- Remember, in verses 16:1-6, the waiting got to be too much for Sarah. She failed to trust God’s promise. Whining to him for making her barren, Sarah takes matters into her own hands and gives Abraham her maidservant, Hagar, to conceive a child for her, and we all know how that turned out! Now, Sarah whines to God again. Hagar is making her life a living hell (16:1-6). Then, unbelievably (even though God promised), Sarah conceives Isaac (21:1-7).
- Okay, now here’s Isaac, a grown man. He falls in love with beautiful Rebekah who becomes his wife (24:62-67). Ahhh, a marriage made in heaven…NOT! They have twin sons, Jacob and Esau…awe…. Mom and dad play favorites. Isaac loves Esau, and Rebekah loves Jacob (25:27-28). And, you guessed it, Rebekah whines because Esau was born first and therefore had the birthright she wanted for Jacob. So, she and Jacob trick Isaac. It was an unfortunate and deceitful trick (25:29-34, 27:1-46).
- Jacob falls in love with Rachel but is coned by their father into marrying her older sister. Then, whining, he realizes he has no alternative but to work longer so he can also marry Rachel. And of course there was plenty of whining between the two sisters, now sharing a husband. They were each pumping out baby after baby, trying to win his favor (29:1-30:24). Whoever thought of that arrangement never knew about PMS! Yeah, I say Jacob deserved it. Can I get an AMEN, sisters?!
Okay, that’s as far as I have gotten in the Old Testament – the FIRST BOOK! And, of course, there’s lots more to come. We know that – deceit, murder, adultery, incessant whining – everything we’re seeing and doing today, they were doing then. Even those God loved and favored. This has been the reality of humanity throughout the ages. Yes we are sinners, grumblers, and selfish, self-centered creatures – the whole lot of us. But God refuses to wipe us out again. And because we have not changed one tinsy bit, what he did seems more ridiculous than ever, “Christ died for the ungodly. Scarcely for a righteous man will one die, yet perhaps for a good man, someone would dare to die. But God demonstrates his love for us, in that while we were still sinners, Christ died for us” (Romans 5:6-8).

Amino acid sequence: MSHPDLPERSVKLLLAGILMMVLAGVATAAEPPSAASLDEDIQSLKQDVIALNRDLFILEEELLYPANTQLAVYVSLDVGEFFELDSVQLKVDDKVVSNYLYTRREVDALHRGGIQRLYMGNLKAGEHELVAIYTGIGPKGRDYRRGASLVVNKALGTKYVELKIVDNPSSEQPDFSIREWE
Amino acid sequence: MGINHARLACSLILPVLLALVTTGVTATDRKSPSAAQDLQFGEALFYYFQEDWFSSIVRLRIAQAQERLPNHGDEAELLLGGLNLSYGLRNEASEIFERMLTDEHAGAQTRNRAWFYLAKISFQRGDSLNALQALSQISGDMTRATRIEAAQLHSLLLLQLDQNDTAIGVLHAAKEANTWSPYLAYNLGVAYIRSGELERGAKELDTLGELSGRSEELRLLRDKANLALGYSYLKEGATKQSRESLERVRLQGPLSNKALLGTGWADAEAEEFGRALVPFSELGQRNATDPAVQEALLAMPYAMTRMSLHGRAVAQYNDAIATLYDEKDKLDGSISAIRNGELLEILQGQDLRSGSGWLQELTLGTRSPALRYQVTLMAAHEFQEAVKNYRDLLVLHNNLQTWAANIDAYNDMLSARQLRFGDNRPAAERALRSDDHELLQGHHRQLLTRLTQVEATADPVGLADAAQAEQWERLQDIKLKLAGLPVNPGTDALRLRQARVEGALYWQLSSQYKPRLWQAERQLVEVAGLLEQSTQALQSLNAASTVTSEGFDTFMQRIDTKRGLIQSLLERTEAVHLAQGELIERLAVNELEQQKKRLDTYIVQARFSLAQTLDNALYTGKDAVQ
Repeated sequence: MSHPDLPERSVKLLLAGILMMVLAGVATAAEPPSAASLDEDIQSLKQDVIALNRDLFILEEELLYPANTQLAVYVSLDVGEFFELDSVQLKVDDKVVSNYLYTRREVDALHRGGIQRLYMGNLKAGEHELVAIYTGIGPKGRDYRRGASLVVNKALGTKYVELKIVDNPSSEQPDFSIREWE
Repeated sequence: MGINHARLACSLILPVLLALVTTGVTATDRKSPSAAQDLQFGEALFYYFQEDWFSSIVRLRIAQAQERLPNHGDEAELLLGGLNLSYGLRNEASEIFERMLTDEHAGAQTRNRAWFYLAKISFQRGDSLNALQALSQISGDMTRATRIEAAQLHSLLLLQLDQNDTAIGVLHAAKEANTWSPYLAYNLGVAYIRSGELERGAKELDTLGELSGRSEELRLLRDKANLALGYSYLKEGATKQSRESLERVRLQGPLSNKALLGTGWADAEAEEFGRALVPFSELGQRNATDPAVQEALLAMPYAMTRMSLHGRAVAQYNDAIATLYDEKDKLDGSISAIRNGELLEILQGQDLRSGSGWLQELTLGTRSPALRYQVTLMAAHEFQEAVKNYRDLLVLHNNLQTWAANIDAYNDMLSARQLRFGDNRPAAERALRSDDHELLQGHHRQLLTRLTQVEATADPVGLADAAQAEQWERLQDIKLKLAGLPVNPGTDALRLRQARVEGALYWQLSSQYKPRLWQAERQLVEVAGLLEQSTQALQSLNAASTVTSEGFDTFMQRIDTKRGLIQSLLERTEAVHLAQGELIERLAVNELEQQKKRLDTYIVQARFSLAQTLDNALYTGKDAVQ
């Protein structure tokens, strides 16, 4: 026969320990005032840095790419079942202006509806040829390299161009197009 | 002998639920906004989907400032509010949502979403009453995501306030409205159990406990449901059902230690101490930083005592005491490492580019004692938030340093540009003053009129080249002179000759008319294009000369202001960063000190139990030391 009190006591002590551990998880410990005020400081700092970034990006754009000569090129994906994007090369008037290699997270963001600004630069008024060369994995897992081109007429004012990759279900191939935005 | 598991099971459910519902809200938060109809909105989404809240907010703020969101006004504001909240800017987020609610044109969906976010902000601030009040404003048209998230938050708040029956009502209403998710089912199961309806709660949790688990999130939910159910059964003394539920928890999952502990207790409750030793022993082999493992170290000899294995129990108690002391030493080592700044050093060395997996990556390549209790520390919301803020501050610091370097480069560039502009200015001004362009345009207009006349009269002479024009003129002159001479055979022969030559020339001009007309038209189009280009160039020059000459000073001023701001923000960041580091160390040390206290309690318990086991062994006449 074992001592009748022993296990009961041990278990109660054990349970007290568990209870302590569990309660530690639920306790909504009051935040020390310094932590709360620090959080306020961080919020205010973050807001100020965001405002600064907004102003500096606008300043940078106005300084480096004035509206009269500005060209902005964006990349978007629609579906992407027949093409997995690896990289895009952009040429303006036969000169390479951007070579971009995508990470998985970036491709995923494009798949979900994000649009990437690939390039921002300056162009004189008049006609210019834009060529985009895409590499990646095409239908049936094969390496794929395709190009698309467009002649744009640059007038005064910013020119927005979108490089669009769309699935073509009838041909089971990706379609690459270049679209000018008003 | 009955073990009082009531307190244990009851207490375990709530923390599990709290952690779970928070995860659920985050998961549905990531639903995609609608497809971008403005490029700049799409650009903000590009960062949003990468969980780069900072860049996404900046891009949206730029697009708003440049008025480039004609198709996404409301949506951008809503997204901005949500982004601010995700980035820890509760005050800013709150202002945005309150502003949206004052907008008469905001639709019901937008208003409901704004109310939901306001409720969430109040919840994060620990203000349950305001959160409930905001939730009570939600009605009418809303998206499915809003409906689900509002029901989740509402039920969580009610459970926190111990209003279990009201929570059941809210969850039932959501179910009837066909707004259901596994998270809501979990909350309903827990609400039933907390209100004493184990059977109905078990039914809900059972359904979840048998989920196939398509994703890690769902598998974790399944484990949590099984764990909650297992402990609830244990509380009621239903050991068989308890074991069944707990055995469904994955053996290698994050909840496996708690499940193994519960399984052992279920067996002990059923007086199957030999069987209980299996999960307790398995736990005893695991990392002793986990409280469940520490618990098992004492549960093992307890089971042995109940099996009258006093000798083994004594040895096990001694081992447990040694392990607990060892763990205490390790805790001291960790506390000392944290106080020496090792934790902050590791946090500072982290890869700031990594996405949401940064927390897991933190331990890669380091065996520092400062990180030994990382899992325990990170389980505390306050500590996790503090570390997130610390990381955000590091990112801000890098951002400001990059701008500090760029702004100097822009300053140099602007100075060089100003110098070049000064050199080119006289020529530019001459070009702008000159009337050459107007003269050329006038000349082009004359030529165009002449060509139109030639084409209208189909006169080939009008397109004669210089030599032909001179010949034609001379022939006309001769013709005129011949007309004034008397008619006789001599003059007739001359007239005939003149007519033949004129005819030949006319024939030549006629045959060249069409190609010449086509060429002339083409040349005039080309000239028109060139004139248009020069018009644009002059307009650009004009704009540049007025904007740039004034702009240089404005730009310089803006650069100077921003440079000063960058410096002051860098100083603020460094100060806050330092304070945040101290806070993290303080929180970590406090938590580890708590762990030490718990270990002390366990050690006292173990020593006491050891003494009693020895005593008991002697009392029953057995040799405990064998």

If Jesus wanted to walk with the sinless he would have had to walk alone. If he was looking for someone, anyone, who was without fault, he would have had to look in the mirror. If he would only die for those who deserved it he would not have bothered to come.
We humans, we sinful, messy, prideful, self-centered, outcasts, are deeply loved by God in spite of ourselves. Why? It bears repeating that we were made in his image, and yet we beat ourselves up constantly for who we have come to believe we are, for only seeing our faults and assuming that’s all God sees too. Oh, he see’s our faults – don’t ever doubt that! But he also sees the beauty deep within when he gazes lovingly at us. Every stinkin’ one of us.
And how about this for a revelation! Do you think God “gazed lovingly” at the Pharisees in the Old Testament times, or their counterparts today? He shouldn’t have by our standards. Brood of vipers they were, self-righteous and arrogant. They denied to their last breath that they were sinners. They had no need of God! “The Pharisee stood and prayed thus with himself, ‘God, I thank You that I am not like other men—extortioners, unjust, adulterers, or even as this tax collector” (Luke 18:11). But, here’s the reality. The sun shines, the cooling rains fall gently, the mighty Oak tree’s shade covers – all – the good and the evil. It is not God’s loving gaze that distinguishes us from them, it is our response to him.